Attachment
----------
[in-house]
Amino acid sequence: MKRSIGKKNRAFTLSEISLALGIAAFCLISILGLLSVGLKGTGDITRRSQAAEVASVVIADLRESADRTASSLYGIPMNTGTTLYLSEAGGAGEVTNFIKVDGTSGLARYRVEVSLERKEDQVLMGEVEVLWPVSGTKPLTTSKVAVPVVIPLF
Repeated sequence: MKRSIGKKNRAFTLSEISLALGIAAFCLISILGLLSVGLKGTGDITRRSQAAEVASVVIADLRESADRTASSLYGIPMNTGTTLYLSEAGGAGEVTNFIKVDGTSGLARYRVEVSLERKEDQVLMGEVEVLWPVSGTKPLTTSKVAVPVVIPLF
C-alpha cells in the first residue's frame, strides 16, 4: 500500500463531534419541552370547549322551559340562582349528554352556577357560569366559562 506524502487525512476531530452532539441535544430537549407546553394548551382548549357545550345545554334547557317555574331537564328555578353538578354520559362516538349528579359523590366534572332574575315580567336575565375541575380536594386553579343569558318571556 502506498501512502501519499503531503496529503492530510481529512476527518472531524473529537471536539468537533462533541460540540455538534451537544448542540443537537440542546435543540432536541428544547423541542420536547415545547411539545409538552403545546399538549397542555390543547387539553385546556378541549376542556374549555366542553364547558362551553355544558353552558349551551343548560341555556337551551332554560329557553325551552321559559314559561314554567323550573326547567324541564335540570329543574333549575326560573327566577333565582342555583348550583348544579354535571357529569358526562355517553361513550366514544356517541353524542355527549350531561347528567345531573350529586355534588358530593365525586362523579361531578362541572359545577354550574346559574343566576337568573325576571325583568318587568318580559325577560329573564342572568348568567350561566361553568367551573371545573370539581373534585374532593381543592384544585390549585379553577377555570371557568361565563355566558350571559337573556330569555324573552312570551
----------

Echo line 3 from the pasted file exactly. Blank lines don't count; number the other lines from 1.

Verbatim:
Repeated sequence: MKRSIGKKNRAFTLSEISLALGIAAFCLISILGLLSVGLKGTGDITRRSQAAEVASVVIADLRESADRTASSLYGIPMNTGTTLYLSEAGGAGEVTNFIKVDGTSGLARYRVEVSLERKEDQVLMGEVEVLWPVSGTKPLTTSKVAVPVVIPLF